Nummulites: The biggest single cells that ever lived.

nimmulitesAnyone who has been to the great pyramids of the Giza Plateau next to Cairo in Egypt may have noticed 1-3 Cm lens shaped fossils within the limestone, both underfoot and in the buildings themselves. These are nummulites, the shells of faraminifera. The biggest known are ten cemtimetres wide, and they are used as index fossils to age sedimentary rocks. They were particularly common in the Paleocene and Eocene, a period of high sea levels before glaciation lowered them, when what is now Egypt was under the remnants of the Tethys sea. They are still around today, and were named after the Latin for little coin.

via The Earth Story. Image credit: Fozy Istvan, via chronique du temps

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2 Responses to Nummulites: The biggest single cells that ever lived.

  1. Phil Krause says:

    I really like this blog entry as it started me thinking straight away. Also I guess that its how you define a single cell, wether its an organism or part of one and also how you define biggest (longest, largest volume or heaviest). My first thoughts were that an egg was the largest single cell, especially an ostrich egg. But then what about the extinct elephant bird egg that David Attenborough pieced together while he was in Madagascar. If were talking about extinct, then one of the dinosaurs must have had a bigger egg than a bird. An unfertilized egg is definitely a single cell but its not viable until its fertilized. If its fertilized by a sperm its then viable but is this considered to be two cells? I thought a fertilized egg before it divides (zygote) was classed as a single cell but it is definitely formed from two, the egg and the sperm. Both the egg and the sperm are haploid ( they only have one copy of DNA ) whereas the fertilized egg is diploid (two copies of DNA ), like all the rest of our cells. All the sperm cell offers the egg when it fertilizes it is a male copy of DNA.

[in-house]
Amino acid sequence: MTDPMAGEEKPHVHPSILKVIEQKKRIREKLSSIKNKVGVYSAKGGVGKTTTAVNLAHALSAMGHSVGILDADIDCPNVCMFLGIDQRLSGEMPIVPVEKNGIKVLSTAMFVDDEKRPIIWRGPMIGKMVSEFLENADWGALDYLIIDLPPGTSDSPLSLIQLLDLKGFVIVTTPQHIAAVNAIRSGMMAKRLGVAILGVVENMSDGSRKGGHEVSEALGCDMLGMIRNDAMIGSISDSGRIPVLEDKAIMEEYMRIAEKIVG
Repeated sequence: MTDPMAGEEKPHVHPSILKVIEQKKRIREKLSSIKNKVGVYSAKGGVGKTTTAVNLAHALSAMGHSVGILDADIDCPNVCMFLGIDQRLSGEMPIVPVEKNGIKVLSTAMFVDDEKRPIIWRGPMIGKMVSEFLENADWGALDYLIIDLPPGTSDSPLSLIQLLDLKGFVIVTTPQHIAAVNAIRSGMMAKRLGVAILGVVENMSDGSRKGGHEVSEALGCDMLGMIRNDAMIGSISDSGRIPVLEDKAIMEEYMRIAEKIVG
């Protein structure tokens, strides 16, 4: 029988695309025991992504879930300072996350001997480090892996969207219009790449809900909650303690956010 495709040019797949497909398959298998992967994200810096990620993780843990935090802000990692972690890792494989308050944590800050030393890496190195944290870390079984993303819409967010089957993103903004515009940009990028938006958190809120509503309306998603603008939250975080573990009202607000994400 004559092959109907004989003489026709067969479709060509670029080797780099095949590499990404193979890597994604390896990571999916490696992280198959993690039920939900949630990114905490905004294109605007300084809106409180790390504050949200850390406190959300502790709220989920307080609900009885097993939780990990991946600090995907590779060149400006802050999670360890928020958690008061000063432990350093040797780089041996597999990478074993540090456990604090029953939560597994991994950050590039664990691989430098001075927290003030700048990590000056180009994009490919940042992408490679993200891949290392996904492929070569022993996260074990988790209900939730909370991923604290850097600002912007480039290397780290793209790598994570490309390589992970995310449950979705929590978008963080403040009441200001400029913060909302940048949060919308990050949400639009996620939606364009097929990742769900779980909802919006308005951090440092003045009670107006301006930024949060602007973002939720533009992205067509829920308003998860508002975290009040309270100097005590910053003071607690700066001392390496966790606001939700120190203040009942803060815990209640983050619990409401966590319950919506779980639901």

I then started to think about the largest cells within our bodies. Neurons seemed to fit the bill with, sometimes millions of dendrites reaching out to other neurons and its single long axon that conducts electrical signals away from the cell body. The longest axons are the ones that carry signals from our brain to our muscles through our neck and exiting via each vertebrae in our backs. Well, I guess a giraffe has very long axon’s coming down its neck. But some dinosaurs had even longer necks, particularly the surapods. The longest probably being the Supersaurus with its enormous neck.
    If we were only looking at single celled organisms then maybe the Nummulites or the Xenophyophores rarely found only in the depths of the marian trench fit the bill. Or possibly the green algae called Caulerpa that can grow up to a meter long. Can anybody else think of any more?

  2. alfy says:

    There is a spelling mistake in the post. It is not “faramenifera” but “Foramenifera” as the Latin taxonomic name means “hole bearers” (foramen = hole) because of the pores in the calcareous skeleton.
    In trying to define a largest cell you certainly need to include the adjectives “haploid” or “diploid” within the definition. A single fertilsed egg of any kind is one diploid cell even though it is derived from two haploid cells.
    A further complication is provided by the existence of structures which are not divided into separate cells, but where many nuclei are distributed through the cytoplsm, such as the hyphae of most fungi, many green algae, and the cardiac and striped muscle of vertebrate bodies such as our own.
    Keep working on it, Phil.

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